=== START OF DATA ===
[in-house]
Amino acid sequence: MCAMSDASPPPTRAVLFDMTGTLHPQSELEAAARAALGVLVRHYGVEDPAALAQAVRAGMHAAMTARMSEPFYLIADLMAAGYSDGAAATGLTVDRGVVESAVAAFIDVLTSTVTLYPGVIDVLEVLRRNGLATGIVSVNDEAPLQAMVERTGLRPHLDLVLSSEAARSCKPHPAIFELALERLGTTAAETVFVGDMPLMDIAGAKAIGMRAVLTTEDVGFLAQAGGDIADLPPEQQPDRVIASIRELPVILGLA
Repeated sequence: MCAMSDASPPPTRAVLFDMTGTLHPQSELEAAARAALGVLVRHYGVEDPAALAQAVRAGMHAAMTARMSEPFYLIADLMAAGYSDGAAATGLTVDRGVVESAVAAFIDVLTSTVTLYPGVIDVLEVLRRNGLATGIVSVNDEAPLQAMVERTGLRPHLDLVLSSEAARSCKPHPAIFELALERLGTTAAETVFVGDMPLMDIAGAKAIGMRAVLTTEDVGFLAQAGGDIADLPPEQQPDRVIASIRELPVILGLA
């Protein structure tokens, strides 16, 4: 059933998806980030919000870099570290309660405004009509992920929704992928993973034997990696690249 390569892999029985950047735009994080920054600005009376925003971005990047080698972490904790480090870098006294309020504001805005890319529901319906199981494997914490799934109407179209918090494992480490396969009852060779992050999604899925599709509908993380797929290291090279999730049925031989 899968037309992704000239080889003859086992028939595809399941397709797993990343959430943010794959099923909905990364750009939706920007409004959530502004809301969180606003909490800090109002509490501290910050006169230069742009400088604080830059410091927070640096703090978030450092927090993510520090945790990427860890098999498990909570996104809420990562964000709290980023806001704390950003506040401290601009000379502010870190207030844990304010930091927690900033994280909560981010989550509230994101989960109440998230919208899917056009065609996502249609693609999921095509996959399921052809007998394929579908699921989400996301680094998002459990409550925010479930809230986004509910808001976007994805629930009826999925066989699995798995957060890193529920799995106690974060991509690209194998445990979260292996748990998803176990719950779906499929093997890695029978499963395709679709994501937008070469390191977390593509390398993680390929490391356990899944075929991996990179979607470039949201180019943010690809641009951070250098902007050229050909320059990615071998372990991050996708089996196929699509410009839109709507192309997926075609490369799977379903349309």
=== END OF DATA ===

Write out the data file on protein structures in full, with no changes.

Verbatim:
[in-house]
Amino acid sequence: MCAMSDASPPPTRAVLFDMTGTLHPQSELEAAARAALGVLVRHYGVEDPAALAQAVRAGMHAAMTARMSEPFYLIADLMAAGYSDGAAATGLTVDRGVVESAVAAFIDVLTSTVTLYPGVIDVLEVLRRNGLATGIVSVNDEAPLQAMVERTGLRPHLDLVLSSEAARSCKPHPAIFELALERLGTTAAETVFVGDMPLMDIAGAKAIGMRAVLTTEDVGFLAQAGGDIADLPPEQQPDRVIASIRELPVILGLA
Repeated sequence: MCAMSDASPPPTRAVLFDMTGTLHPQSELEAAARAALGVLVRHYGVEDPAALAQAVRAGMHAAMTARMSEPFYLIADLMAAGYSDGAAATGLTVDRGVVESAVAAFIDVLTSTVTLYPGVIDVLEVLRRNGLATGIVSVNDEAPLQAMVERTGLRPHLDLVLSSEAARSCKPHPAIFELALERLGTTAAETVFVGDMPLMDIAGAKAIGMRAVLTTEDVGFLAQAGGDIADLPPEQQPDRVIASIRELPVILGLA
């Protein structure tokens, strides 16, 4: 059933998806980030919000870099570290309660405004009509992920929704992928993973034997990696690249 390569892999029985950047735009994080920054600005009376925003971005990047080698972490904790480090870098006294309020504001805005890319529901319906199981494997914490799934109407179209918090494992480490396969009852060779992050999604899925599709509908993380797929290291090279999730049925031989 899968037309992704000239080889003859086992028939595809399941397709797993990343959430943010794959099923909905990364750009939706920007409004959530502004809301969180606003909490800090109002509490501290910050006169230069742009400088604080830059410091927070640096703090978030450092927090993510520090945790990427860890098999498990909570996104809420990562964000709290980023806001704390950003506040401290601009000379502010870190207030844990304010930091927690900033994280909560981010989550509230994101989960109440998230919208899917056009065609996502249609693609999921095509996959399921052809007998394929579908699921989400996301680094998002459990409550925010479930809230986004509910808001976007994805629930009826999925066989699995798995957060890193529920799995106690974060991509690209194998445990979260292996748990998803176990719950779906499929093997890695029978499963395709679709994501937008070469390191977390593509390398993680390929490391356990899944075929991996990179979607470039949201180019943010690809641009951070250098902007050229050909320059990615071998372990991050996708089996196929699509410009839109709507192309997926075609490369799977379903349309």